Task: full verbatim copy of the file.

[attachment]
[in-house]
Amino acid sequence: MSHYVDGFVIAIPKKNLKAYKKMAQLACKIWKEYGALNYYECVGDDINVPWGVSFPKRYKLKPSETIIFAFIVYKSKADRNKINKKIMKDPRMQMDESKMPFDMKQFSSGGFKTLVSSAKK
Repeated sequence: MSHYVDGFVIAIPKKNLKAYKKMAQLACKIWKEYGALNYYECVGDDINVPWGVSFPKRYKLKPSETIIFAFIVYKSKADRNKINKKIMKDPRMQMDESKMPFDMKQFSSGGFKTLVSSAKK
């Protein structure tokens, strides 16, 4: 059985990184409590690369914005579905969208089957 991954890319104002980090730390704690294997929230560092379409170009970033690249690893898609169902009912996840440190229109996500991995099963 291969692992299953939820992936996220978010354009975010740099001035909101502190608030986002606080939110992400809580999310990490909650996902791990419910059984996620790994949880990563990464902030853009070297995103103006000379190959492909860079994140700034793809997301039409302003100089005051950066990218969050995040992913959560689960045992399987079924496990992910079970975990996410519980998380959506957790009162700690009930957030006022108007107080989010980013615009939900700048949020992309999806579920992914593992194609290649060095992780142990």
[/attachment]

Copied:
[in-house]
Amino acid sequence: MSHYVDGFVIAIPKKNLKAYKKMAQLACKIWKEYGALNYYECVGDDINVPWGVSFPKRYKLKPSETIIFAFIVYKSKADRNKINKKIMKDPRMQMDESKMPFDMKQFSSGGFKTLVSSAKK
Repeated sequence: MSHYVDGFVIAIPKKNLKAYKKMAQLACKIWKEYGALNYYECVGDDINVPWGVSFPKRYKLKPSETIIFAFIVYKSKADRNKINKKIMKDPRMQMDESKMPFDMKQFSSGGFKTLVSSAKK
């Protein structure tokens, strides 16, 4: 059985990184409590690369914005579905969208089957 991954890319104002980090730390704690294997929230560092379409170009970033690249690893898609169902009912996840440190229109996500991995099963 291969692992299953939820992936996220978010354009975010740099001035909101502190608030986002606080939110992400809580999310990490909650996902791990419910059984996620790994949880990563990464902030853009070297995103103006000379190959492909860079994140700034793809997301039409302003100089005051950066990218969050995040992913959560689960045992399987079924496990992910079970975990996410519980998380959506957790009162700690009930957030006022108007107080989010980013615009939900700048949020992309999806579920992914593992194609290649060095992780142990």